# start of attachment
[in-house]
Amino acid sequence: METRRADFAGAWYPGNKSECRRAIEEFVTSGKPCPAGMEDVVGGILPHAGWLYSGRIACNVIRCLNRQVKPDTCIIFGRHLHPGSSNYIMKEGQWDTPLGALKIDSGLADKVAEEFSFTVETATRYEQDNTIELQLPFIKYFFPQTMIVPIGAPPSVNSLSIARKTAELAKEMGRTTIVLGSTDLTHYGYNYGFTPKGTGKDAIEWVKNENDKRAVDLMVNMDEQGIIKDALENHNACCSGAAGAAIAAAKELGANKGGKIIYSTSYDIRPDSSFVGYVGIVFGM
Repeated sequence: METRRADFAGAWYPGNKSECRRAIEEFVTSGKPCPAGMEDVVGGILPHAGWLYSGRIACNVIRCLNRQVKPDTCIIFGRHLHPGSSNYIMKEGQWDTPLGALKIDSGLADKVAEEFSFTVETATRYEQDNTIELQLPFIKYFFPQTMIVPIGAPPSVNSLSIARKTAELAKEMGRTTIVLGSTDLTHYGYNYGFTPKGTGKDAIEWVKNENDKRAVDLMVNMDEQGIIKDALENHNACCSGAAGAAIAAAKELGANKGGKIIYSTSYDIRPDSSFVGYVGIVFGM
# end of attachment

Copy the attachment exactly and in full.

[in-house]
Amino acid sequence: METRRADFAGAWYPGNKSECRRAIEEFVTSGKPCPAGMEDVVGGILPHAGWLYSGRIACNVIRCLNRQVKPDTCIIFGRHLHPGSSNYIMKEGQWDTPLGALKIDSGLADKVAEEFSFTVETATRYEQDNTIELQLPFIKYFFPQTMIVPIGAPPSVNSLSIARKTAELAKEMGRTTIVLGSTDLTHYGYNYGFTPKGTGKDAIEWVKNENDKRAVDLMVNMDEQGIIKDALENHNACCSGAAGAAIAAAKELGANKGGKIIYSTSYDIRPDSSFVGYVGIVFGM
Repeated sequence: METRRADFAGAWYPGNKSECRRAIEEFVTSGKPCPAGMEDVVGGILPHAGWLYSGRIACNVIRCLNRQVKPDTCIIFGRHLHPGSSNYIMKEGQWDTPLGALKIDSGLADKVAEEFSFTVETATRYEQDNTIELQLPFIKYFFPQTMIVPIGAPPSVNSLSIARKTAELAKEMGRTTIVLGSTDLTHYGYNYGFTPKGTGKDAIEWVKNENDKRAVDLMVNMDEQGIIKDALENHNACCSGAAGAAIAAAKELGANKGGKIIYSTSYDIRPDSSFVGYVGIVFGM